In this study, we investigated the differential distribution of EGF using immunohistochemistry in the matrix and the perimatrix of cholesteatoma in both adult and pediatric patients in an attempt to find clues to explain the aggressive behavior of pediatric cholesteatoma.
EGF-positive staining was present in both groups in this study; however, there was a significantly higher level in cholesteatomas in children than in adults. The results from the current study suggest that EGF influence the development of cholesteatoma in the two groups, but to a higher degree in children, and may be responsible for the more aggressive behavior of cholesteatoma in children.
Our results are not in agreement with the findings obtained by Alves et al. , who studied the presence of EGFR in samples of acquired aural cholesteatoma collected from 50 (35 adults and 15 children) patients and correlated the expression of this receptor with patients’ ages; they found no statistically significant differences in age-related variances in EGFR expression.
Liu et al.  studied the effects of EGF on the proliferation of keratinocytes and EGF-mediated signaling pathways underlying the pathogenesis of cholesteatoma and found that EGF led to the activation of the EGFR/PI3K/Akt/cyclinD1 signaling pathway, which played a critical role in EGF-induced cell proliferation, suggesting that inhibition of this pathway may be used for the development of potential therapeutic targets for intratympanic drug therapy for cholesteatoma.
| Conclusion|| |
The degree of fibrosis was significantly higher in adult specimens compared with pediatric specimens. This may indicate that adult cholesteatoma is more in reparative process and is less invasive. EGF expression was significantly higher in the matrix and perimatrix of pediatric cholesteatomas compared with adult cholesteatomas. This may be correlated to the aggressiveness of pediatric cholesteatomas.
Financial support and sponsorship
Conflicts of interest
There are no conflicts of interest.
| References|| |
Meyerhoff WL, Kim CS, Paparella MM. Pathology of chronic otitis media. Ann Otol Rhinol Laryngol 1978; 87(Pt 1):749–760.
Tos M. Incidence, etiology and pathogenesis of cholesteatoma in children. Adv Otorhinolaryngol 1988; 40:110–117.
Lim DJ, Saunders WH. Acquired cholesteatoma: light and electron microscopic observations. Ann Otol Rhinol Laryngol 1972; 81:1–11.
Tanaka Y, Kojima H, Miyazaki H, Koga T, Moriyama H. Roles of cytokines and cell cycle regulating substances in proliferation of cholesteatoma epithelium. Laryngoscope 1999; 109(Pt 1):1102–1107.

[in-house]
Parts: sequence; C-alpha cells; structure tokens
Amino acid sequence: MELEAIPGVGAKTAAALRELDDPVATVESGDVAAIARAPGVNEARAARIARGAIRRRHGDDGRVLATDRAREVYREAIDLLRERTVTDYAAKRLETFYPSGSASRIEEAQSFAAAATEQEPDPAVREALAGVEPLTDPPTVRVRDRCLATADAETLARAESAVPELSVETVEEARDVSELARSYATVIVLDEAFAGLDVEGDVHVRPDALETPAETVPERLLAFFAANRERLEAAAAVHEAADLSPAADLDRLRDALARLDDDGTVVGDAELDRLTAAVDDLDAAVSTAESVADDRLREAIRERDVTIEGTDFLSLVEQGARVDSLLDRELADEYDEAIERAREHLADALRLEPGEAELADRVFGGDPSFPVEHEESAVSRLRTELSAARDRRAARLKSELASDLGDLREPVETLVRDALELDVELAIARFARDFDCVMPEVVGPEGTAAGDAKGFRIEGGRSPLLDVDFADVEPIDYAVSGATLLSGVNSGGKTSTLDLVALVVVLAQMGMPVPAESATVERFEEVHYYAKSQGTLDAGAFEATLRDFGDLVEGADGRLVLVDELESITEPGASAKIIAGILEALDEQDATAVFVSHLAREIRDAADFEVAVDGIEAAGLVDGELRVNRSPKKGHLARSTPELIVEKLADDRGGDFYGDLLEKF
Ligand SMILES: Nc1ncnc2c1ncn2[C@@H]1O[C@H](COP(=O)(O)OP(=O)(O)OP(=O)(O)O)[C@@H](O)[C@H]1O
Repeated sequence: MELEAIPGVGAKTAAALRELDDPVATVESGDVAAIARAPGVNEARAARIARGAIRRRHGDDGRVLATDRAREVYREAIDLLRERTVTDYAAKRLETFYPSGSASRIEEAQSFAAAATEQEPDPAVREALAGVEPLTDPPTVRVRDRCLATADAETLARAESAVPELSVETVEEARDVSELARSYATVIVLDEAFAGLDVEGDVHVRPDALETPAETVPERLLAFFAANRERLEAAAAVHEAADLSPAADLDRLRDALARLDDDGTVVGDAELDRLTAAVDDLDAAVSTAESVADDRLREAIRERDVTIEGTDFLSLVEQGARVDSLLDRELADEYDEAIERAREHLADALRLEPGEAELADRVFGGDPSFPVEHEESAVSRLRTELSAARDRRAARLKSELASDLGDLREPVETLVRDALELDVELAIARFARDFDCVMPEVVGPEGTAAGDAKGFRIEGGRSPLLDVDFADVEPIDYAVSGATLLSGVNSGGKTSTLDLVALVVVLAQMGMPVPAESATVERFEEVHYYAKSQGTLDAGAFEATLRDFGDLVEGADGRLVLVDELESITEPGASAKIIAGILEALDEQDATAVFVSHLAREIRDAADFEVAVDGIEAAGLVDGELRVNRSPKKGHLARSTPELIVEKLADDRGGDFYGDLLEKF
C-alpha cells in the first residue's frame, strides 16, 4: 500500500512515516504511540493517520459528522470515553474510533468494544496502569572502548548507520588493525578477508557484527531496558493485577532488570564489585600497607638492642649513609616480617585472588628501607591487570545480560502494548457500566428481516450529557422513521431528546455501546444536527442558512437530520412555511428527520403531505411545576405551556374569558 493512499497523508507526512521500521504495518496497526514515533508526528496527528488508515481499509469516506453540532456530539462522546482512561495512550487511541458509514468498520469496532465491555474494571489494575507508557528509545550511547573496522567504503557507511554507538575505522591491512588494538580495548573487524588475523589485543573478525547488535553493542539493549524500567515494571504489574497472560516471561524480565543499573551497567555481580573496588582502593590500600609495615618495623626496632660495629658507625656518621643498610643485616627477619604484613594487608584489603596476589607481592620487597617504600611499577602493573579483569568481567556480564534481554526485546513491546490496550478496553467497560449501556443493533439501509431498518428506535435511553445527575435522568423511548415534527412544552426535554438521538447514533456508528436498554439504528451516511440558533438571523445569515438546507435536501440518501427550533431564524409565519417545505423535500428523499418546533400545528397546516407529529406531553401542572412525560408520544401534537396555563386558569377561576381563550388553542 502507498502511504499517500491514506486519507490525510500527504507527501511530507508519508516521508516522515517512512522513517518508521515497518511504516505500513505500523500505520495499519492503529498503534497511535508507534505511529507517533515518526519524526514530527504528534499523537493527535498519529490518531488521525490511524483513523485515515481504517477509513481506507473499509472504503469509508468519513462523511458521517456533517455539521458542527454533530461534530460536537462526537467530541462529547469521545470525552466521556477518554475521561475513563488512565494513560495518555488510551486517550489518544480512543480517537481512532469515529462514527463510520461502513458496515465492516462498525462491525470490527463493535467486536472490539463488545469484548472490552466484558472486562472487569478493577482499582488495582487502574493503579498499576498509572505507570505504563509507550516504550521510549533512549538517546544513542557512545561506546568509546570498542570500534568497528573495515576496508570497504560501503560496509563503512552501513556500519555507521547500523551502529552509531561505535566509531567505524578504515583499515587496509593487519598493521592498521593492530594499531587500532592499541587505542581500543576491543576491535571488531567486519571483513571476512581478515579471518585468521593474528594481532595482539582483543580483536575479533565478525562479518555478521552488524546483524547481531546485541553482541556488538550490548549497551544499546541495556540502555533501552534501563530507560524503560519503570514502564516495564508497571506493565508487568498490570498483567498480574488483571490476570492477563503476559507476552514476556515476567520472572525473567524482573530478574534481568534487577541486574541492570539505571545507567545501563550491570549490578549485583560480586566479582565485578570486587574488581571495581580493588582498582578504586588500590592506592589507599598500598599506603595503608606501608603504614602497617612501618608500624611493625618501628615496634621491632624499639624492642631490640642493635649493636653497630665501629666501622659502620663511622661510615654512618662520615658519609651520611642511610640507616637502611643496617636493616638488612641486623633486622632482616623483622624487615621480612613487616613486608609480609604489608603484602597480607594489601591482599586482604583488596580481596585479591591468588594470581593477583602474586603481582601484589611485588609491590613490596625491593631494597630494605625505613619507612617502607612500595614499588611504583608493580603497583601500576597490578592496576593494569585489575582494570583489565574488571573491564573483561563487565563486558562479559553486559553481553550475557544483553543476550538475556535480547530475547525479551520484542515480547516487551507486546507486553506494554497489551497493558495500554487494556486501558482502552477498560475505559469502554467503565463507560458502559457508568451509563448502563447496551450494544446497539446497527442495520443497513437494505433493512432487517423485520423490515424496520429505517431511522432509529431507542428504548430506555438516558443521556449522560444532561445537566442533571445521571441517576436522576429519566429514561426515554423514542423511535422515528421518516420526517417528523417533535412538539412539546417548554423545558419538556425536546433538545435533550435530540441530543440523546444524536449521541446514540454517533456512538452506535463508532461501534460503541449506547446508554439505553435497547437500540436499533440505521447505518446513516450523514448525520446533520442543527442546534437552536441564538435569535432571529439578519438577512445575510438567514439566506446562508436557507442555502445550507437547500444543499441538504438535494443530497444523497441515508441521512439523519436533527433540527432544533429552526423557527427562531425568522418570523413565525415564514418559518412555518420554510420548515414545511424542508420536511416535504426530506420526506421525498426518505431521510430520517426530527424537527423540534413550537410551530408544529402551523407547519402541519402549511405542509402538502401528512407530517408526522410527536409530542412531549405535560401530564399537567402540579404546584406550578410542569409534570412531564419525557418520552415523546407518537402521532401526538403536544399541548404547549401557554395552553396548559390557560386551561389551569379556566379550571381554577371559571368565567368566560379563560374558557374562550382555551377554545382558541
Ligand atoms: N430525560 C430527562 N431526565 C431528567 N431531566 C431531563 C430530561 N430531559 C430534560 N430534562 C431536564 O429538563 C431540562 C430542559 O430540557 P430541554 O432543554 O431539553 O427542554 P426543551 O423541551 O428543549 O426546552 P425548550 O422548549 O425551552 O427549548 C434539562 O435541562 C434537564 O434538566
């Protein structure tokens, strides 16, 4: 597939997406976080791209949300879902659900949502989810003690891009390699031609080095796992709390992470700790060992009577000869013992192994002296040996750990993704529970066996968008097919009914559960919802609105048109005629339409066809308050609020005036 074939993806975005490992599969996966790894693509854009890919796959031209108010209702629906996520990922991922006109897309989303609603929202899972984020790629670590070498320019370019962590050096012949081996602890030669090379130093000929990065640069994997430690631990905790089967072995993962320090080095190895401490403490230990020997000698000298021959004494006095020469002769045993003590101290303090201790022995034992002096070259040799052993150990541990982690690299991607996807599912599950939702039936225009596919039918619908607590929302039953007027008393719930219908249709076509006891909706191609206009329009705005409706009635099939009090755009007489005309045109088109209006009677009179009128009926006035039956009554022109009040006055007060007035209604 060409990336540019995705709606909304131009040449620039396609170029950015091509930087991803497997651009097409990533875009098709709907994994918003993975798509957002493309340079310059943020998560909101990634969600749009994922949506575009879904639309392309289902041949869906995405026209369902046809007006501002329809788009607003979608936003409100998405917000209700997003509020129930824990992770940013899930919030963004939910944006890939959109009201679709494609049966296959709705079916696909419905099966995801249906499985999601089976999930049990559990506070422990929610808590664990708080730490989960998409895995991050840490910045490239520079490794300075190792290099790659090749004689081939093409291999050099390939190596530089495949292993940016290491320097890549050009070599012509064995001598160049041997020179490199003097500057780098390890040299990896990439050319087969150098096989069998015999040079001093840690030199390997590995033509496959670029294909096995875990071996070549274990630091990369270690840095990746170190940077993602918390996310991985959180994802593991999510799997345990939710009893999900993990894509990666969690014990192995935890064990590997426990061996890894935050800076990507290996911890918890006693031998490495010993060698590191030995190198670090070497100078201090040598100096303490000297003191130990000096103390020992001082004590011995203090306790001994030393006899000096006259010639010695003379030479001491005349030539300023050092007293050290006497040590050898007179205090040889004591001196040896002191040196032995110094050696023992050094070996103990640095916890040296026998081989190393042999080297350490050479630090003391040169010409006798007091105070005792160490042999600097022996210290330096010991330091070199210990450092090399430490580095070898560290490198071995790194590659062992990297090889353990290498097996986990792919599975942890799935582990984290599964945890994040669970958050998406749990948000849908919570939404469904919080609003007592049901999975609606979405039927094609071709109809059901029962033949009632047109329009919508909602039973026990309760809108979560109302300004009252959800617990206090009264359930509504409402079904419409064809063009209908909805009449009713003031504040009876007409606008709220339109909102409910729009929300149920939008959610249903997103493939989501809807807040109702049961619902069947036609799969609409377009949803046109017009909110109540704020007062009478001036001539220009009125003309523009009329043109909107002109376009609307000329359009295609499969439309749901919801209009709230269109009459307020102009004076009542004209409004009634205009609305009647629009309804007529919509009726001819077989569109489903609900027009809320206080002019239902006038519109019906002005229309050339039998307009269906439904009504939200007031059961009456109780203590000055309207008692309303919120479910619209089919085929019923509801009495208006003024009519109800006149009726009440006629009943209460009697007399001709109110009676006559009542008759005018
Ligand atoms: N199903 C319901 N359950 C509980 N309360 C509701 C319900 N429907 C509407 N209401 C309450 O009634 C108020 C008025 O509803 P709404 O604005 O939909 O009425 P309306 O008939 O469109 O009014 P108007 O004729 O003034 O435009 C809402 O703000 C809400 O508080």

Tanaka Y, Shiwa M, Kojima H, Miyazaki H, Kamide Y, Moriyama H. A study on epidermal proliferation ability in cholesteatoma. Laryngoscope, 1998; 108(Pt 1):537–542.
Kojima H, Tanaka Y, Tanaka T, Miyazaki H, Shiwa M, Kamide Y, Moriyama H. Cell proliferation and apoptosis in human middle ear cholesteatoma. Arch Otolaryngol Head Neck Surg 1998; 124:261–264.
Helgaland T, Engelen B, Olsnes C, Aarstad HJ, Vassbotn FS. In vitro cholesteatoma growth and secretion of cytokines. Acta Otolaryngol 2010; 130:815–819.
Ma Y, Zhao H, Zhou X. Topical treatment with growth factors for tympanic membrane perforations: progress towards clinical application. Acta Otolaryngol 2002; 122:586–599.
Nevoux J, Lenoir M, Roger G, Denoyelle F, Ducou Le Pointe H, Garabédian EN. Childhood cholesteatoma. Eur Ann Otorhinolaryngol Head Neck Dis 2010; 127:143–150.
Roger G et al.
Predictive risk factors of residual cholesteatoma in children: a study of 256 cases. Am J Otol 1997; 18:550–558.
Roger G, Denoyelle F, Chauvin P, Schlegel-Stuhl N, Garabedian EN. Aural acquired cholesteatoma in children: surgical findings, recurrence and functional results. Int J Pediatr Otorhinolaryngol 2006; 70:1269–1273.
Quaranta A, Resta L, Santangelo A. Otomastoid cholesteatoma in children: histopathological findings. Int J Pediatr Otorhinolaryngol 1986; 12:121–126.
Bujia J, Holly A, Antolí-Candela F, Tapia MG, Kastenbauer E. Immunobiological peculiarities of cholesteatoma in children: quantification of epithelial proliferation by MIB1. Laryngoscope 1996; 106:865–868.
Dornelles Cde C, da Costa SS, Meurer L, Rosito LP, da Silva AR, Alves SL. Comparison of acquired cholesteatoma between pediatric and adult patients. Eur Arch Otorhinolaryngol 2009; 266:1553–1561.
Welkoborsky HJ, Jacob RS, Hinni ML. Comparative analysis of the epithelium stroma interaction of acquired middle ear cholesteatoma in children and adults. Eur Arch Otorhinolaryngol 2007; 264:841–848.
Yetiser S, Satar B, Aydin N. Expression of epidermal growth factor, tumor necrosis factor-alpha, and interleukin-1alpha in chronic otitis media with or without cholesteatoma. Otol Neurotol 2002; 23:845–849.
Goto Y. Epidermal growth factor in cholesteatoma − the second report: the localization in the horny layer. Nihon Jibiinkoka Gakkai Kaiho 1990; 93:1192–1199.
Alves AL, Pereira CS, Carvalho Mde F, Fregnani JH, Ribeiro FQ. EGFR expression in acquired middle ear cholesteatoma in children and adults. Eur J Pediatr 2012; 171:307–310.
19.Liu W, Yin T, Ren J, Li L, Xiao Z, Chen X, Xie D. Activation of the EGFR/Akt/NF-kappaB/cyclinD1 survival signaling pathway in human cholesteatoma epithelium. Eur Arch Otorhinolaryngol 2014; 271:265–273.
[Figure 1], [Figure 2], [Figure 3]